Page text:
As noted in our June 2021 blog post covering Permian M&A activity, M&A transactions picked up in the twelve months ended mid-June relative to the twelve-month period preceding it. Perhaps more importantly, there seemed to be an inflection point in transaction multiples that hinged around the U.S. elections in November 2020.
Among all the transactions that occurred over this period, one pair jumped out involving a common buyer and for which valuation metrics were available. These related to Pioneer’s acquisition of Parsley Energy in October 2020 and DoublePoint Energy in April 2021, with implied transaction metrics well above the average and median values in the the respective sub-periods of the reviewed period. Statistics of the valuation metrics for the transactions occurring between mid-June 2020 to mid-June 2021 and the bifurcated sub-periods, both including and excluding Pioneer transaction data, are as follows:
We note that, as compared to the transactions table in the aforementioned Permian M&A activity blog post, the transaction counts and statistics presented exclude four transactions for which acquired assets were working interests, as opposed to a property or corporate acquisition. We also note that only one of the four excluded transactions involving the acquisition of a working interest had any useful transaction data available, and the metrics for this one transaction tended to be outliers (on the high side) in the context of the full set of transactions.
Tech talk aside, the main point here is Pioneer consistently paid top dollar for its acquisitions from the perspective of the transactions’ valuation metrics. Why?
Easy Answer: Pioneer Is a Large Strategic Buyer
In Pioneer’s October 2020 press release covering its acquisition of Parsley Energy and April press release for its acquisition of DoublePoint Energy, the strategic nature of the acquisitions was cited. Prominent in both releases was mention of significant synergies and “unmatched scale” with respect to Pioneer’s footprint in the Permian play.
Regarding the Parsley acquisition, Pioneer’s President and CEO, Scott D. Sheffield, stated, “This combination is expected to drive annual synergies of $325 million and to be accretive to cash flow per share, free cash flow per share, earnings per share and corporate returns beginning in the first year.…” It was further noted that, “The combined company will be the leading Permian independent exploration and production company with a premium asset base of approximately 930,000 net acres [representing an approximately 37% increase over its pre-transaction net acreage] with no federal acreage and a production base of 328 thousand barrels oil equivalent per day (“MBoepd”) and 558 MBoepd as of the second quarter of 2020. Additionally, based on year-end 2019 proved reserves, this transaction will increase Pioneer’s proved reserves by approximately 65%.”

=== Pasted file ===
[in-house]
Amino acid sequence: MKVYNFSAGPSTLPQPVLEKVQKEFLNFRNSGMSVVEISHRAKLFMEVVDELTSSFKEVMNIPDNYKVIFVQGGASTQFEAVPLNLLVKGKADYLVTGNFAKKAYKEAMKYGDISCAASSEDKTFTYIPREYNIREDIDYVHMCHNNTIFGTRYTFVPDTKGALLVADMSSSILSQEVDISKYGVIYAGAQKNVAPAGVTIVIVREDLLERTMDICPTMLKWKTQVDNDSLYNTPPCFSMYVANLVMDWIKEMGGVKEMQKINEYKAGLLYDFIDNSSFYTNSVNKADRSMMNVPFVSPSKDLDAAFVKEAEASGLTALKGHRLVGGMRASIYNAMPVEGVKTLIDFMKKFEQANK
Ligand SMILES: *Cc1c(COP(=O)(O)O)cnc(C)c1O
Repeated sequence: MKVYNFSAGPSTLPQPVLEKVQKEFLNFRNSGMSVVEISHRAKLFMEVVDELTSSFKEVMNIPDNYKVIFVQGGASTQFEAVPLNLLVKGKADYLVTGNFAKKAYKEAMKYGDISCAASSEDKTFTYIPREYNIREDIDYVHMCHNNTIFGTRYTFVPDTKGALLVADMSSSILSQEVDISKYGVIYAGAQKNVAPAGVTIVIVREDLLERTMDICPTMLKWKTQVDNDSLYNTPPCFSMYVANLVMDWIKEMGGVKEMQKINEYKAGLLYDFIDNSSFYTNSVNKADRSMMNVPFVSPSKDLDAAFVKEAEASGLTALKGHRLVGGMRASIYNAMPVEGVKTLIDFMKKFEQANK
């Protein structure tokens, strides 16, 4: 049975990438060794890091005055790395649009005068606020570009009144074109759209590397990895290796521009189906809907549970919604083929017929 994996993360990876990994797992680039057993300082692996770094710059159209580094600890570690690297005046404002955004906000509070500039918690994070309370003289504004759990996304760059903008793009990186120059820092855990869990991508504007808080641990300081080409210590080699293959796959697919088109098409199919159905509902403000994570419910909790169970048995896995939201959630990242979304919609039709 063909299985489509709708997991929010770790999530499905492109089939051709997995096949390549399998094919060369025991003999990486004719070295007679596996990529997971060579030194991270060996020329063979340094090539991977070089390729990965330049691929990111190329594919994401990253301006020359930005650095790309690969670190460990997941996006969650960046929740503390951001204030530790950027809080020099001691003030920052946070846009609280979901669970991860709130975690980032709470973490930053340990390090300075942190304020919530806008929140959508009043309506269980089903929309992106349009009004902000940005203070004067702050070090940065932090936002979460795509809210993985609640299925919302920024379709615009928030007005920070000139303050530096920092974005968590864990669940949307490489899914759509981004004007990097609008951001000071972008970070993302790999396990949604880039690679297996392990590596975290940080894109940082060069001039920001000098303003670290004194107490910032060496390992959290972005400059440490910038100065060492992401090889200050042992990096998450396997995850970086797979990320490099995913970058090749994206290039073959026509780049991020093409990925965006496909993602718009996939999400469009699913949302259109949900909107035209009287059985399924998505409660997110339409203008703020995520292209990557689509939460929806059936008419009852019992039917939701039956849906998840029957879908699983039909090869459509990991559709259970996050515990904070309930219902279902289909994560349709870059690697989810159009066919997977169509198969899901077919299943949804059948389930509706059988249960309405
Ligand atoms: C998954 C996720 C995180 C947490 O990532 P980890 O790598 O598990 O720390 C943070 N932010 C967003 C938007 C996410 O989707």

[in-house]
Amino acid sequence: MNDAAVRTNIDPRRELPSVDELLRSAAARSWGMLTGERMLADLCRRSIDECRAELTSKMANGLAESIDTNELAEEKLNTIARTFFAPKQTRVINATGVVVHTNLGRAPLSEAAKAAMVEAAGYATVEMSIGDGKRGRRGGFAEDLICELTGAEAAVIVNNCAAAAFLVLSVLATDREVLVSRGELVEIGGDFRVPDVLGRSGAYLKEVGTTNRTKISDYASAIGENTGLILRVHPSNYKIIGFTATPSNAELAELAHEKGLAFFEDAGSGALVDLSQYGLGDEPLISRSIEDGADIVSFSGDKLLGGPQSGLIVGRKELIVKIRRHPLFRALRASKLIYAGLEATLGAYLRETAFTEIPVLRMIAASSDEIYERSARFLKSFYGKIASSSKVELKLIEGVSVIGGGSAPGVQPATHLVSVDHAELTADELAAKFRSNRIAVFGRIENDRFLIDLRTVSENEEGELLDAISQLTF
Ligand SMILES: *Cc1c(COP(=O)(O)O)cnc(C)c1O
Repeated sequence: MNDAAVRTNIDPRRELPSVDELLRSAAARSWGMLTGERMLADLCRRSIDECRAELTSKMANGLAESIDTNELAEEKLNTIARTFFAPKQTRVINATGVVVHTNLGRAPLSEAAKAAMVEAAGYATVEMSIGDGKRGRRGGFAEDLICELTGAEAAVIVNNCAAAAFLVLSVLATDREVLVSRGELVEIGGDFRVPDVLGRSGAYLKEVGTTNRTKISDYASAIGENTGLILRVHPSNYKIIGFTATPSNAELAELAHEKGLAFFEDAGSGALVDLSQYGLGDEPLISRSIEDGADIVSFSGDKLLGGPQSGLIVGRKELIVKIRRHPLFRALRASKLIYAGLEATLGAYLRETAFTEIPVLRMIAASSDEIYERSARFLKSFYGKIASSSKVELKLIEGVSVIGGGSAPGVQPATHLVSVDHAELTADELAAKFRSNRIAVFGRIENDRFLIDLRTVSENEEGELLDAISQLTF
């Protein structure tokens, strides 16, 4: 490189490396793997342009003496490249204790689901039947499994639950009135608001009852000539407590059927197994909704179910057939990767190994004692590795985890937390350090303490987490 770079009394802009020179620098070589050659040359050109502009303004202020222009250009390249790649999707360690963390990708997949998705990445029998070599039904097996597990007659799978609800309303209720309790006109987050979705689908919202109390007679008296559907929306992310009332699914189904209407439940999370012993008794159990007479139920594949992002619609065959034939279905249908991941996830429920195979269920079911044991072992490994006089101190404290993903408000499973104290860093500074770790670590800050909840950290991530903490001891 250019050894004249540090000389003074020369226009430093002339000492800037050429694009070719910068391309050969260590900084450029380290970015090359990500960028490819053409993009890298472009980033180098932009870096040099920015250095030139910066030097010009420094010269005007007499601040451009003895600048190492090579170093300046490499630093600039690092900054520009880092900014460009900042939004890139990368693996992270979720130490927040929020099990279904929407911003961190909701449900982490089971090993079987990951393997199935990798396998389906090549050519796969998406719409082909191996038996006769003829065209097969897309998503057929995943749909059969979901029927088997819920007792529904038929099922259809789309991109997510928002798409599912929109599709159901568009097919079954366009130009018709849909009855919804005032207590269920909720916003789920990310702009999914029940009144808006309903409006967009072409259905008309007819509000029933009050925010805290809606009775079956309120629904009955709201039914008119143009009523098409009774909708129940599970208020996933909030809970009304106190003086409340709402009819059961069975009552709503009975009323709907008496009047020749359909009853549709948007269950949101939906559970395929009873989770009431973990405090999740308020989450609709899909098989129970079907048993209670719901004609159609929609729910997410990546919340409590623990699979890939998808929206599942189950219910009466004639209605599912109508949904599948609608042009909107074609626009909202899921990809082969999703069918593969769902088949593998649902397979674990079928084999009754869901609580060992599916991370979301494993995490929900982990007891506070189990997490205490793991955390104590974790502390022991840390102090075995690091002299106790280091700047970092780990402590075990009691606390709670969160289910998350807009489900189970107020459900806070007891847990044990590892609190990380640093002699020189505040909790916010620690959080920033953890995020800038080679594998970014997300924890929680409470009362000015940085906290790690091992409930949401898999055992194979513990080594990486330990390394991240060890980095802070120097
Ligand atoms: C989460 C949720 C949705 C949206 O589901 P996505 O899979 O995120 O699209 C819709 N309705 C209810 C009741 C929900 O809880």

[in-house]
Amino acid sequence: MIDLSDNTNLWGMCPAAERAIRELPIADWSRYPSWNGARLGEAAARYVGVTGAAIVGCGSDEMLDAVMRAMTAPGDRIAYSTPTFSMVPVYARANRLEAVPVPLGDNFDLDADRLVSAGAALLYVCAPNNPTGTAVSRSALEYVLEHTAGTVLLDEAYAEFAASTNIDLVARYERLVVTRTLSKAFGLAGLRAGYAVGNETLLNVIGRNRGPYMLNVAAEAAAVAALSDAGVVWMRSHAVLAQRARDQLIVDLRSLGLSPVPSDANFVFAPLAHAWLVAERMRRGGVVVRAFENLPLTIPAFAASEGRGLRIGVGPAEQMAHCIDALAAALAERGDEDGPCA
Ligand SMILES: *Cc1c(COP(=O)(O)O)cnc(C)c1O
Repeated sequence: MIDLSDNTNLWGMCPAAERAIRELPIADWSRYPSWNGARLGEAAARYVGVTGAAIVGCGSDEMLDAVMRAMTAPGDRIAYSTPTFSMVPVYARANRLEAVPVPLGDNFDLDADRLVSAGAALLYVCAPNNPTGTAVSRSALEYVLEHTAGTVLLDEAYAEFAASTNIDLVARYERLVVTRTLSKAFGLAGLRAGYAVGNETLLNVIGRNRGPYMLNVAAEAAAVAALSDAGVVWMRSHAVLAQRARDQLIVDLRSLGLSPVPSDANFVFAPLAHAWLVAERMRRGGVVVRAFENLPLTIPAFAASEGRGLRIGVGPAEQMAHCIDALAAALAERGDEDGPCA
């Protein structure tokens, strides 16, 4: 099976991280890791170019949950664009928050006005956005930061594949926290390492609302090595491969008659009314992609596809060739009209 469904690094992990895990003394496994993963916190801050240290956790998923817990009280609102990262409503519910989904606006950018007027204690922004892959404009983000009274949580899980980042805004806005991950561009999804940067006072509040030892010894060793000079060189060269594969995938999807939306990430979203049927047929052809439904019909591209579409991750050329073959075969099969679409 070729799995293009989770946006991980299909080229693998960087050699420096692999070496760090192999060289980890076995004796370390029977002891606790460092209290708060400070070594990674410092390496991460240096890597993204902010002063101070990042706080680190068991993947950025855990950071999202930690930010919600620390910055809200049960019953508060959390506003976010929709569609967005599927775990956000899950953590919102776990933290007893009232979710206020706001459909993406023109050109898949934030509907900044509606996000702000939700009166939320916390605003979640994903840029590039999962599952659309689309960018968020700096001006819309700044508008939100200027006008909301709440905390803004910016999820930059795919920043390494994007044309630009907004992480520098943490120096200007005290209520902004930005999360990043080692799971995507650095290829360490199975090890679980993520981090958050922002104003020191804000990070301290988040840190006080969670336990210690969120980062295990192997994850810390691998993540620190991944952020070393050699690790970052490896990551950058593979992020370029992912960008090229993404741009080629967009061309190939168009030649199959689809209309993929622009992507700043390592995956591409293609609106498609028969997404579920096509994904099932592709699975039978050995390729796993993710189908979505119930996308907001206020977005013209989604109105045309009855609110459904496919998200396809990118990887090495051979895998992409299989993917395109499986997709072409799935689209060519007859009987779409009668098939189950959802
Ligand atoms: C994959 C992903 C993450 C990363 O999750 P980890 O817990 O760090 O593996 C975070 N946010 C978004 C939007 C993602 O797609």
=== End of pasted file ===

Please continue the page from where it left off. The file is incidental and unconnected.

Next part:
Similarly, synergies were noted in the DoublePoint acquisition, including expectations annual cost savings over the next 10 years of $175 million, stemming from increased operational efficiencies and reduced G&A and interest expenses, with a total present value of savings of approximately $1 billion. This transaction also expanded Pioneer’s Permian footprint by an additional 97,000 net acres to over 1 million total net acres in its core Permian position. This addition implies an increase of 10% over its 930,000 total net acreage holdings following the Parsley Energy acquisition, and further fortifies the company’s position as a premier Permian E&P operator.
While the strategic argument makes sense fundamentally, arguably any transaction involving an existing E&P company entering or expanding their presence in the Permian could be deemed a “strategic” acquisition. Let’s dive a little deeper into the numbers behind Pioneer’s acquisitions to see if there may be another differentiating factor.